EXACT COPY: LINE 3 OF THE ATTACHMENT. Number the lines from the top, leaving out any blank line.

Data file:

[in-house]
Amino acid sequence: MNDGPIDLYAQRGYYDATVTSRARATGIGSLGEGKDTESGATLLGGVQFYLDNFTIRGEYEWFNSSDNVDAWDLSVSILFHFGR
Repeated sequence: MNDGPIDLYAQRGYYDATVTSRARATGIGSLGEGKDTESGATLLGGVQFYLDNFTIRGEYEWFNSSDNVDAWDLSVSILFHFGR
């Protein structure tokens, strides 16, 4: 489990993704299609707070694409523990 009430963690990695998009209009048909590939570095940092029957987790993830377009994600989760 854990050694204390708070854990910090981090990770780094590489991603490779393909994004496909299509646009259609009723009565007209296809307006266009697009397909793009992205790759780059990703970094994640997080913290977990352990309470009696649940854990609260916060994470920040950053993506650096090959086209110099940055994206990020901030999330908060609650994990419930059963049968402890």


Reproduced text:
Repeated sequence: MNDGPIDLYAQRGYYDATVTSRARATGIGSLGEGKDTESGATLLGGVQFYLDNFTIRGEYEWFNSSDNVDAWDLSVSILFHFGR